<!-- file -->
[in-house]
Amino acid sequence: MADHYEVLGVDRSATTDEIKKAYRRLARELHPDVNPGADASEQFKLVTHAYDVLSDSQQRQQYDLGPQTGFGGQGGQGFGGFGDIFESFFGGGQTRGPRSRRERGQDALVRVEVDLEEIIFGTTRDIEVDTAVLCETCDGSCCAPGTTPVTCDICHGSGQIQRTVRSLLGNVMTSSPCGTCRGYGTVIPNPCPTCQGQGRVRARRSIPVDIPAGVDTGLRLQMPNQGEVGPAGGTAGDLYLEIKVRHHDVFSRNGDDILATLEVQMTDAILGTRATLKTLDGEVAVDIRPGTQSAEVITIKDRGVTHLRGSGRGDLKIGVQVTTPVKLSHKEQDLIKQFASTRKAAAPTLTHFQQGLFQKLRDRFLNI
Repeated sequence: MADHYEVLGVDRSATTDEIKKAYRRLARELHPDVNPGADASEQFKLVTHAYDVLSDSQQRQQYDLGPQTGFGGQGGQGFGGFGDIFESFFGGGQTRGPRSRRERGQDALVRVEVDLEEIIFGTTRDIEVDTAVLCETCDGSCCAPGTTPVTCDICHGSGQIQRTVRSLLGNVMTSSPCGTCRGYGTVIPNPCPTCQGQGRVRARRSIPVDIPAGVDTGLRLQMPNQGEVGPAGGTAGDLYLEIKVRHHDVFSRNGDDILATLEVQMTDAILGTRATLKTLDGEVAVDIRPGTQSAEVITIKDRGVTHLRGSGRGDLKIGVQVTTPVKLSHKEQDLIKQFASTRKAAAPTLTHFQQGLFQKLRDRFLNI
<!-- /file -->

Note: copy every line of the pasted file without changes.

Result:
[in-house]
Amino acid sequence: MADHYEVLGVDRSATTDEIKKAYRRLARELHPDVNPGADASEQFKLVTHAYDVLSDSQQRQQYDLGPQTGFGGQGGQGFGGFGDIFESFFGGGQTRGPRSRRERGQDALVRVEVDLEEIIFGTTRDIEVDTAVLCETCDGSCCAPGTTPVTCDICHGSGQIQRTVRSLLGNVMTSSPCGTCRGYGTVIPNPCPTCQGQGRVRARRSIPVDIPAGVDTGLRLQMPNQGEVGPAGGTAGDLYLEIKVRHHDVFSRNGDDILATLEVQMTDAILGTRATLKTLDGEVAVDIRPGTQSAEVITIKDRGVTHLRGSGRGDLKIGVQVTTPVKLSHKEQDLIKQFASTRKAAAPTLTHFQQGLFQKLRDRFLNI
Repeated sequence: MADHYEVLGVDRSATTDEIKKAYRRLARELHPDVNPGADASEQFKLVTHAYDVLSDSQQRQQYDLGPQTGFGGQGGQGFGGFGDIFESFFGGGQTRGPRSRRERGQDALVRVEVDLEEIIFGTTRDIEVDTAVLCETCDGSCCAPGTTPVTCDICHGSGQIQRTVRSLLGNVMTSSPCGTCRGYGTVIPNPCPTCQGQGRVRARRSIPVDIPAGVDTGLRLQMPNQGEVGPAGGTAGDLYLEIKVRHHDVFSRNGDDILATLEVQMTDAILGTRATLKTLDGEVAVDIRPGTQSAEVITIKDRGVTHLRGSGRGDLKIGVQVTTPVKLSHKEQDLIKQFASTRKAAAPTLTHFQQGLFQKLRDRFLNI